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Citroën Xantia

From Wikipedia, the free encyclopedia

Citroën Xantia
1996 Citroën Xantia VSX hatchback (2015-11-11) 01.jpg
Overview
ManufacturerCitroën
Production1992–2002 (France)
2001–2010 (Iran)
1996–1997 (China)
AssemblyPSA Rennes Plant, France
Tehran, Iran
Huizhou, Guangdong, China (CKD)
DesignerBertone
Body and chassis
ClassLarge family car (D)
Body style5-door hatchback (Berline)
5-door estate (Break)
LayoutFF layout
RelatedPeugeot 406
Powertrain
Engine
Dimensions
Wheelbase2,740 mm (108 in) (Berline)
Length4,440 mm (175 in) (Berline)
Width1,755 mm (69.1 in) (Berline)
Height1,380 mm (54 in) (Berline)
Curb weight1,250 kg (2,760 lb)–1,430 kg (3,150 lb) (Activa CT)
Chronology
PredecessorCitroën BX
SuccessorCitroën C5

The Citroën Xantia, pronounced "Zan–ti–a"[1] is a large family car (D) produced by the French automaker Citroën, and designed by Bertone. Presented to the press in December 1992, the car was produced between 1992 and 2002 in Europe, with a facelift in the end of 1997.

The Citroën Xantia Activa V6 still holds the record speed (85 km/h (53 mph)) through the moose test maneuver, due to its active anti-roll bars.[2] This test is conducted by the magazine Teknikens Värld's, as a test of avoiding a moose in the road. The second place car, Porsche 997 GT3 RS was able to manage 82 km/h (51 mph).[3]

Citroën produced 1,216,734 Xantias during its nine years of production at the PSA Rennes Plant. [4]

Production of the Xantia at SAIPA, Tehran Iran from 2001 to 2010 resulted in an undisclosed number of additional units.

History

The Xantia replaced the earlier Citroën BX (which straddled both small and large family car segments), and maintained the high level of popularity of that model, but brought the car more into the mainstream to compete harder with its rivals, such as the Ford Mondeo, Nissan Primera, Rover 600, Toyota Carina E and Opel Vectra/Vauxhall Cavalier.

The car was built from November 1992 to October 2002 in France, totalling almost ten years, including the facelift in December 1997.

It signalled that Citroën had learned from the reception given to the staid Citroën ZX, introduced two years earlier, and criticised by contemporary journalists for its lack of traditional Citroën flair, in engineering and design. Citroën addressed these concerns in the Xantia.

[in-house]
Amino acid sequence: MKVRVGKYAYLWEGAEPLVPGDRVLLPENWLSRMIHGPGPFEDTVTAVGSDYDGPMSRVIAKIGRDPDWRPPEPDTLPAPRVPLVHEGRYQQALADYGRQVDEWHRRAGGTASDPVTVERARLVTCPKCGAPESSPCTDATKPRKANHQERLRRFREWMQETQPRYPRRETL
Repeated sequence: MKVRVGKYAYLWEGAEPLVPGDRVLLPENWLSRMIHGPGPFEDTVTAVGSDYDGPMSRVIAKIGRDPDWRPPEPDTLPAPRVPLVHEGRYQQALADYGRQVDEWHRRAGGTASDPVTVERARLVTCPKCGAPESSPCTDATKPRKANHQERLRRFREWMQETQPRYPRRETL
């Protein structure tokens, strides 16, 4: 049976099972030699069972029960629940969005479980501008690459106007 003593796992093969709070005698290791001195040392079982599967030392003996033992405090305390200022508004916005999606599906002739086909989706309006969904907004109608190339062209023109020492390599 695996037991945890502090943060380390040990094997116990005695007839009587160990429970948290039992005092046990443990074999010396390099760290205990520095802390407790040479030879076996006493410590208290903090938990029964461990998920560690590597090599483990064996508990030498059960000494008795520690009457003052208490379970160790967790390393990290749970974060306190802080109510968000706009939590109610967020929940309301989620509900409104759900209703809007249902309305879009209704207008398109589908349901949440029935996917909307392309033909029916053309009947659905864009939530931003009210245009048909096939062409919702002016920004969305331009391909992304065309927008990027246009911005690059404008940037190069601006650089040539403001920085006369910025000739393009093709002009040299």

The Xantia also used the traditional Citroën hydropneumatic suspension system, which was pioneered by the older DS. It was initially only available as a hatchback (notchback) (Berline), but an estate (station wagon) (Break) version, built by Heuliez, appeared in September 1995.

Inline with PSA Group policy, the Peugeot 406, launched two years later, used the same floorpan, core structure and engines as the Xantia. The Hydractive suspension system was not carried over, and the 406 utilised a more traditional spring suspension.

Sales in the United Kingdom were strong, and even though it was never able to match the volume of British favourites, such as the Ford Mondeo or Vauxhall Vectra, the car did help Citroën establish a strong foothold in the business car market in the United Kingdom.

Xantia name

Xantia hatchback (notchback) Mark 1
Xantia hatchback (notchback) Mark 1
Post facelift Mark 2 Estate version of Xantia
Post facelift Mark 2 Estate version of Xantia

The name "Xantia" like some other names on Citroën models before (like Athena or Pallas) is coming from ancient Greek history and mythology.

"Xantia" is derived from Xanthos, mean golden or blond in Greek Language.[4] Xanthos is name of an ancient Lycian city (meaning "golden city") in ancient Lycia region. The name is also known for Xanthian Obelisk, An bilingual Obelisk from Persian Achaemenid Empire era found in ruins of Xanthos city.

Facelifted Version for 1998

The facelift in the end of 1997 created Mark 1 and Mark 2 Xantia.

The Mark 1 Xantia was produced between 1993 and 1997 is distinguished by the grille attached to body of car.

The Mark 2 Xantia was produced between 1998 and 2001 is distinguished by grille attached to bonnet of car. It also featured body colored bumpers and a revised dashboard.

Xantia Activa

Citroen Xantia Activa V6 (1997)
Citroen Xantia Activa V6 (1997)

The top model in Citroën's Xantia series was the highly engineered Activa. The model was introduced at the end of 1994, and between the spring of 1995 and the autumn of 2001 was built in just over 18,000 copies.

The name refers to the Citroën Activa showcar.